Additionally,with the emergence of debates regarding the best leadership modelthat should be employed in organizations, one might say that theemphasis that scientific management places on control together with atop-down system of decision making make the practice irrelevant formodern-day organizations (Burns et al., 2012 p. 17). It is uselessdenying the fact that leadership approaches that encourage employeeparticipation in decision-making processes have received significantsupport in today`s world. This is further reinforced by thewidely-shared belief that the transformational model of leadership isthe most appropriate in today`s business world. This is because itempowers employees to play a proactive role in helping organizationsto realize their goals (Pillai &amp Williams, 2004 p. 144 Wang etal., 2005 p. 421). These truths notwithstanding, a unanimousconclusion to the debate regarding the best leadership style is thatleadership is not an ‘either-or` phenomenon, but that leadershipeffectiveness depends on situational factors prevailing in a givenorganization (Burns et al., 2012 p. 17 Avolio, 2007 p. 25). Forthis reason, the situational model of leadership has been describedas forming the foundation of most contemporary leadership theories(Wart, 2003 p. 217). This is why even in some organizations today,managers may use a directive leadership style (Sims, Faraj &amp Yun,2009 p. 153), which embodies the practice of scientific management.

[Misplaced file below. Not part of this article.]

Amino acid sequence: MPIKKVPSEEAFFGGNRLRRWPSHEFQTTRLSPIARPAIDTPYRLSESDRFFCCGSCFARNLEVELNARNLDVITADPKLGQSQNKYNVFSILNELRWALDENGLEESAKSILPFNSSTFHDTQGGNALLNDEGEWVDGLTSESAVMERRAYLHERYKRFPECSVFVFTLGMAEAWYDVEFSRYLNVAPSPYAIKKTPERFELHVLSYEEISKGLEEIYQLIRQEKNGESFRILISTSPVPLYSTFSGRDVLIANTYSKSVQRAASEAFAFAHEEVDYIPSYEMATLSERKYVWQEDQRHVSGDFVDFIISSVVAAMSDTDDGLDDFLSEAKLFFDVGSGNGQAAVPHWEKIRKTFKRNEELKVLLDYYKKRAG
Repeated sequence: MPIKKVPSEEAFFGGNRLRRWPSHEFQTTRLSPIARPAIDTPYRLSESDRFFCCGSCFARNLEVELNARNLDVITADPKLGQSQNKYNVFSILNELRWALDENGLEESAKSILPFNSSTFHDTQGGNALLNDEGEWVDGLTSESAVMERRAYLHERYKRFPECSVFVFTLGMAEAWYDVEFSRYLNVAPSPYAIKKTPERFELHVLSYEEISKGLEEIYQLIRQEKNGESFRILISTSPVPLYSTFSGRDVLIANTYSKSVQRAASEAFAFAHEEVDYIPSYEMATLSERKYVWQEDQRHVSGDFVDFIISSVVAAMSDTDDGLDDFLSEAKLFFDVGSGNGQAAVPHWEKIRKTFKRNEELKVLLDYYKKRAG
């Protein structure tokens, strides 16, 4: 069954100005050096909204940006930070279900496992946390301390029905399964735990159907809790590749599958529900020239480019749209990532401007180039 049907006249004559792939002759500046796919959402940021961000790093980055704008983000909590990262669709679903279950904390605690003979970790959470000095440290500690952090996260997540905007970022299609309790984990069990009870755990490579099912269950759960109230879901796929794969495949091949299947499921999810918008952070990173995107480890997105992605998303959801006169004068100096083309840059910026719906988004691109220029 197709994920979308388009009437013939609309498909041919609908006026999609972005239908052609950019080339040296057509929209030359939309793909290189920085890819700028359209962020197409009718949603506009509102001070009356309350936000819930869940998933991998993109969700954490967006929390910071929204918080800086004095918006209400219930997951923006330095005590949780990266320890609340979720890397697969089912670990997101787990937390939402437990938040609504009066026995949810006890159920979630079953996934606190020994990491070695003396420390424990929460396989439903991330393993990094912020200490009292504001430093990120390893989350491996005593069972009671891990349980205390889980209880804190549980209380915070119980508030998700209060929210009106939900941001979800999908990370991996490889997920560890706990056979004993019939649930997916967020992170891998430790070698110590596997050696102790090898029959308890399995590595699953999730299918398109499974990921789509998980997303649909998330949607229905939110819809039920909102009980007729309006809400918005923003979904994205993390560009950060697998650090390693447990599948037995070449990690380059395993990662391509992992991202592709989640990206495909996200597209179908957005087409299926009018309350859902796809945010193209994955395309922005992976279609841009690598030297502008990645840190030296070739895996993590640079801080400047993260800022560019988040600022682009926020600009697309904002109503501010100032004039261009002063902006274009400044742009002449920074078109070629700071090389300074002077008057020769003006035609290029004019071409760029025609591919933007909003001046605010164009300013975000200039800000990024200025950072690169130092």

Conclusion

Scientificmanagement might have been invented hundreds of years ago, making ita classical management concept. However, its tenets remain deeplyembedded in virtually all organizations today. As revealed in thisreport, some of the leading companies in the world today stillembrace the principles of scientific management. To be more accurate,it has been learned that McDonald`s, a leading brand in the worldtoday, attributes much of its success to scientific management.Similarly, the giant carmaker, Toyota Company, still practices theprinciple of the mental revolution that was put forth by FrederickTaylor, the originator of scientific management. Besides these casestudies, the report has identified a number of management theoriesand concepts widely used in modern organizations, and which arerooted in scientific management. For instance, situationalleadership, which is widely used in organizations today, containssome elements of scientific management. In the same way, the conceptof employee development is a strong pillar of organizational success,and its roots are in scientific management. From these and otherexamples, it is unmistakable that scientific management is stillrelevant today, albeit not in its original form.